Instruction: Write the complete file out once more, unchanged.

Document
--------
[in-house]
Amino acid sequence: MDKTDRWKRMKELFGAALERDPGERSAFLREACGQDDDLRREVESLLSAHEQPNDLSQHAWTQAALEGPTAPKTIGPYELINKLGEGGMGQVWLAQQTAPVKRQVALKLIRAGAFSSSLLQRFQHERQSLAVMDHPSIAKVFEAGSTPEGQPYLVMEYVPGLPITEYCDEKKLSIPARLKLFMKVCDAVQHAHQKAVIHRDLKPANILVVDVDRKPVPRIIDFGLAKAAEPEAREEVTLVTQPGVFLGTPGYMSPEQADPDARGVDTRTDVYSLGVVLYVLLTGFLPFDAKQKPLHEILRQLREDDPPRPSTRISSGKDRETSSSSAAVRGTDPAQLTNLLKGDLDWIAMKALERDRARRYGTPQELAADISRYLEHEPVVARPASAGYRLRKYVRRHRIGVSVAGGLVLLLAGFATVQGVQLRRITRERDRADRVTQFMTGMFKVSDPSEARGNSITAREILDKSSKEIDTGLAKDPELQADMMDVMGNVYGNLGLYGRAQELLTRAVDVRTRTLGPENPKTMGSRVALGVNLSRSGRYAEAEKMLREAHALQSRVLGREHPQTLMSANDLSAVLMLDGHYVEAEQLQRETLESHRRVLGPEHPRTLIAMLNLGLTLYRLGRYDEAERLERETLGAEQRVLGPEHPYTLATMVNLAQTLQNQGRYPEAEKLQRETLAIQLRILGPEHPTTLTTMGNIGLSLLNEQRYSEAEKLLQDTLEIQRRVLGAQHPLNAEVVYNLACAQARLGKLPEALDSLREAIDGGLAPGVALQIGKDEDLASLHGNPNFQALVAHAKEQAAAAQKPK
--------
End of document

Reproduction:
[in-house]
Amino acid sequence: MDKTDRWKRMKELFGAALERDPGERSAFLREACGQDDDLRREVESLLSAHEQPNDLSQHAWTQAALEGPTAPKTIGPYELINKLGEGGMGQVWLAQQTAPVKRQVALKLIRAGAFSSSLLQRFQHERQSLAVMDHPSIAKVFEAGSTPEGQPYLVMEYVPGLPITEYCDEKKLSIPARLKLFMKVCDAVQHAHQKAVIHRDLKPANILVVDVDRKPVPRIIDFGLAKAAEPEAREEVTLVTQPGVFLGTPGYMSPEQADPDARGVDTRTDVYSLGVVLYVLLTGFLPFDAKQKPLHEILRQLREDDPPRPSTRISSGKDRETSSSSAAVRGTDPAQLTNLLKGDLDWIAMKALERDRARRYGTPQELAADISRYLEHEPVVARPASAGYRLRKYVRRHRIGVSVAGGLVLLLAGFATVQGVQLRRITRERDRADRVTQFMTGMFKVSDPSEARGNSITAREILDKSSKEIDTGLAKDPELQADMMDVMGNVYGNLGLYGRAQELLTRAVDVRTRTLGPENPKTMGSRVALGVNLSRSGRYAEAEKMLREAHALQSRVLGREHPQTLMSANDLSAVLMLDGHYVEAEQLQRETLESHRRVLGPEHPRTLIAMLNLGLTLYRLGRYDEAERLERETLGAEQRVLGPEHPYTLATMVNLAQTLQNQGRYPEAEKLQRETLAIQLRILGPEHPTTLTTMGNIGLSLLNEQRYSEAEKLLQDTLEIQRRVLGAQHPLNAEVVYNLACAQARLGKLPEALDSLREAIDGGLAPGVALQIGKDEDLASLHGNPNFQALVAHAKEQAAAAQKPK